Costly punishment can facilitate cooperation in public-goods games, as human subjects will incur costs to punish non-cooperators even in settings where it is unlikely that they will face the same opponents again. Understanding when and why it occurs is important both for the design of economic institutions and for modeling the evolution of cooperation. Our experiment shows that subjects will engage in costly punishment even when it will not be observed until the end of the session, which supports the view that agents enjoy punishment. Moreover, players continue to cooperate when punishment is unobserved, perhaps because they (correctly) anticipate that shirkers will be punished: Fear of punishment can be as effective at promoting contributions as punishment itself.
Criminal Recidivism after Prison and Electronic Monitoring — by Rafael Di Tella, Ernesto SchargrodskyPosted: December 28, 2009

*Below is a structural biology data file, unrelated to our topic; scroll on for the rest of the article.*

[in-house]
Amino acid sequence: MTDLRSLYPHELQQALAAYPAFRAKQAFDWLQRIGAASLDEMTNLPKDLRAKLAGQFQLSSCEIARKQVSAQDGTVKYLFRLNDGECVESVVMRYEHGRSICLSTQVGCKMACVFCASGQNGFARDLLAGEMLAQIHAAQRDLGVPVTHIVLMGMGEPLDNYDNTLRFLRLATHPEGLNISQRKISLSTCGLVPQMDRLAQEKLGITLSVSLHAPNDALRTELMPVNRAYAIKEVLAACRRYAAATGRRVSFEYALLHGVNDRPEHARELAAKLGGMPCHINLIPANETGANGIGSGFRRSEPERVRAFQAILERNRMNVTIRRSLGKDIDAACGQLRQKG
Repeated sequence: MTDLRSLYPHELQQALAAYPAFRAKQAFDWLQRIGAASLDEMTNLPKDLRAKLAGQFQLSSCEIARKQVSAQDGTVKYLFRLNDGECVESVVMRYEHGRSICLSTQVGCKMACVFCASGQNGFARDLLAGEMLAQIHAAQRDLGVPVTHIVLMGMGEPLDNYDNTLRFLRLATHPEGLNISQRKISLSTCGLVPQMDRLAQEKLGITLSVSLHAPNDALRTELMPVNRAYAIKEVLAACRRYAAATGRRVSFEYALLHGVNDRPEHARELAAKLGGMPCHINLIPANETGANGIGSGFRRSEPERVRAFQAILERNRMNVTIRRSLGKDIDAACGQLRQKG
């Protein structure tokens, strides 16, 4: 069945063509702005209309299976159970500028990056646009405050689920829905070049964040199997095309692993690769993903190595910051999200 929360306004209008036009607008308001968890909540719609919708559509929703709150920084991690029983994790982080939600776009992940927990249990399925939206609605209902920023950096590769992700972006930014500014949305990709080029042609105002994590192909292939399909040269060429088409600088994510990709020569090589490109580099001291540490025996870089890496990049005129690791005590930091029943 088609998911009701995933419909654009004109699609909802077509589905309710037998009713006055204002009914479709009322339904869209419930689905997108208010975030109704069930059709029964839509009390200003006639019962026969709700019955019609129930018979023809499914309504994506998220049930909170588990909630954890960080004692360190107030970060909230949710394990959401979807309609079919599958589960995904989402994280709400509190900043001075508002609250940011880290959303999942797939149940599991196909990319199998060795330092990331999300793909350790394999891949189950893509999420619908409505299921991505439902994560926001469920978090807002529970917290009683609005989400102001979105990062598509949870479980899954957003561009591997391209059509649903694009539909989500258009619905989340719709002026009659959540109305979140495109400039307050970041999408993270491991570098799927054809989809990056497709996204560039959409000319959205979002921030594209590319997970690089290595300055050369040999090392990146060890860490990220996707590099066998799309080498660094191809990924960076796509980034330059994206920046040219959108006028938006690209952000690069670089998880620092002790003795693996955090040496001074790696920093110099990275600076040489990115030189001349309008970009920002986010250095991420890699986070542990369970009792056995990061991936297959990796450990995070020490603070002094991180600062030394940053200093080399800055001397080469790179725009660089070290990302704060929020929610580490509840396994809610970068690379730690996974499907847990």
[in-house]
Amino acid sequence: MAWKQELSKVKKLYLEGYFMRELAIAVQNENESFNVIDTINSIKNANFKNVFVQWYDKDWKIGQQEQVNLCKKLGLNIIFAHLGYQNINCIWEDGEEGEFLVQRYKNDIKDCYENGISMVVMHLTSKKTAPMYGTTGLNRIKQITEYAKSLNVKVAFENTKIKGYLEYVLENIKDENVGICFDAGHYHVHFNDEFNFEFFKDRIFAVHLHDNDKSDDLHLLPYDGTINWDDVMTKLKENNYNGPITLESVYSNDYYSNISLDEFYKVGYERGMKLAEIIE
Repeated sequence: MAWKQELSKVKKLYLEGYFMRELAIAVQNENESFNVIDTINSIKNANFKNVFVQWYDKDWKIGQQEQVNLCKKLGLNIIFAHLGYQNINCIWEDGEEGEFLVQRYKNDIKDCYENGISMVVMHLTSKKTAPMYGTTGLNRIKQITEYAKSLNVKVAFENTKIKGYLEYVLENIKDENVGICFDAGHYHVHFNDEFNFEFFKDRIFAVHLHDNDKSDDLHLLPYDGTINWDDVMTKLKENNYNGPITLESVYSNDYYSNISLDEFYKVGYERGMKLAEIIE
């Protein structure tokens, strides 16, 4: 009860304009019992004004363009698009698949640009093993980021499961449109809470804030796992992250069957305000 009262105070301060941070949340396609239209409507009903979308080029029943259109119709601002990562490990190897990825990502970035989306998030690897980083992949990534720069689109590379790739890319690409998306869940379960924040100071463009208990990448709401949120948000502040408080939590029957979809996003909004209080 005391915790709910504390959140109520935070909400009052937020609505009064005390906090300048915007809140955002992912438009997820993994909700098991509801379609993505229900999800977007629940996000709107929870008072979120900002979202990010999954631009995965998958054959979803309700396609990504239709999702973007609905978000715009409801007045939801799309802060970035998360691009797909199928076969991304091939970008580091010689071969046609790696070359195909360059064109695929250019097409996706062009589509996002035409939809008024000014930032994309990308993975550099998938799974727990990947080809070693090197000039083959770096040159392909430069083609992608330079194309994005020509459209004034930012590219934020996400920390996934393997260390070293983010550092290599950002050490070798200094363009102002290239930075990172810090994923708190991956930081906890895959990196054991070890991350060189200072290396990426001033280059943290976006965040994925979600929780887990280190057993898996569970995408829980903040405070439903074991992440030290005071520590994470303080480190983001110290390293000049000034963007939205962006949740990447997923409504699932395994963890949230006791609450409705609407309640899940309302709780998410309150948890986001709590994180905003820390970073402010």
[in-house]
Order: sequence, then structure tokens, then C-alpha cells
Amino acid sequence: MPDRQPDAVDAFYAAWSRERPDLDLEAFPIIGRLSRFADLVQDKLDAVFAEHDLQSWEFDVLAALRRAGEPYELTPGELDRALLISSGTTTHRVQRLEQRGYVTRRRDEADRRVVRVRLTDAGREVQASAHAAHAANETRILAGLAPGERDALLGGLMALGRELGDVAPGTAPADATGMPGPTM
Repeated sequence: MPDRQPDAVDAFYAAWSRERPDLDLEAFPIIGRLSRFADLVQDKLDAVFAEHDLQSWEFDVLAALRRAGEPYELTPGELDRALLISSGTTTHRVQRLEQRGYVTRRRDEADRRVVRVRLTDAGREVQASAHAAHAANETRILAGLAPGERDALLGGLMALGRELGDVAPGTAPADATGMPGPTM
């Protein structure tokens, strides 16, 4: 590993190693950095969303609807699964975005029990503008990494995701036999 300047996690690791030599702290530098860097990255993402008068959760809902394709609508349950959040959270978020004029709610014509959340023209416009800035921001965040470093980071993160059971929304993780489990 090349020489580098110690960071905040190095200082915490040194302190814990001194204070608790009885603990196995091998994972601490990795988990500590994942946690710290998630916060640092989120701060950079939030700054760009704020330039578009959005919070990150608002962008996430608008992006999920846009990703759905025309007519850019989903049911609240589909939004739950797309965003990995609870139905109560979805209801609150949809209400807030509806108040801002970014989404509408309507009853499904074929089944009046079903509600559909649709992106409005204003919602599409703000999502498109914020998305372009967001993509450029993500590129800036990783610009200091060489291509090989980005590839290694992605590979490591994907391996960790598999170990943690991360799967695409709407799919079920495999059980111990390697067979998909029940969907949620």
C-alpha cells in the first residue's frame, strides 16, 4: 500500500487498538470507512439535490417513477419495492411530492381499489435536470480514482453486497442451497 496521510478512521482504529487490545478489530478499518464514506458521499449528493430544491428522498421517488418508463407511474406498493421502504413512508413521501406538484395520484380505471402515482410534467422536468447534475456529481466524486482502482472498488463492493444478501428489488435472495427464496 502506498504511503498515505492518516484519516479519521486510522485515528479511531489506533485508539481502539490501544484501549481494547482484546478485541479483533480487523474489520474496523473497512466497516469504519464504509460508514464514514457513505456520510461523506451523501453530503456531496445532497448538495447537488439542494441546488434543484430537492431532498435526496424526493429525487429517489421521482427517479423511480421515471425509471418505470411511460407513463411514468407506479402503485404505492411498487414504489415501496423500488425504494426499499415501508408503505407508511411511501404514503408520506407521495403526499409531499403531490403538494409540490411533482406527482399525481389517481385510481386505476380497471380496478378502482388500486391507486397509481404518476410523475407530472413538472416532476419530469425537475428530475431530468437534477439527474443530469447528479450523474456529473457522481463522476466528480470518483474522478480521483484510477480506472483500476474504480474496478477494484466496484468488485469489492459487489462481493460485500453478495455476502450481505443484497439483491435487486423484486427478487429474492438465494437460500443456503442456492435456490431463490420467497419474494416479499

Sent to you via Google Reader
Criminal Recidivism after Prison and Electronic Monitoring — by Rafael Di Tella, Ernesto Schargrodsky
We study the re-arrest rates for two groups: individuals formerly in prison and individuals formerly under electronic monitoring (EM). We find that the recidivism rate of former prisoners is 22% while that for those a€treated’ with electronic monitoring is 13% (40% lower). We convince ourselves that the estimates are causal using peculiarities of the Argentine setting. For example, we have almost as much information as the judges have when deciding on the allocation of EM; the program is rationed to only some offenders; and some institutional features (such as bad prison conditions) convert ideological differences across judges (to which detainees are randomly matched) into very large differences in the allocation of electronic monitoring.
Daniel J. SmithSent Via Mobile Phone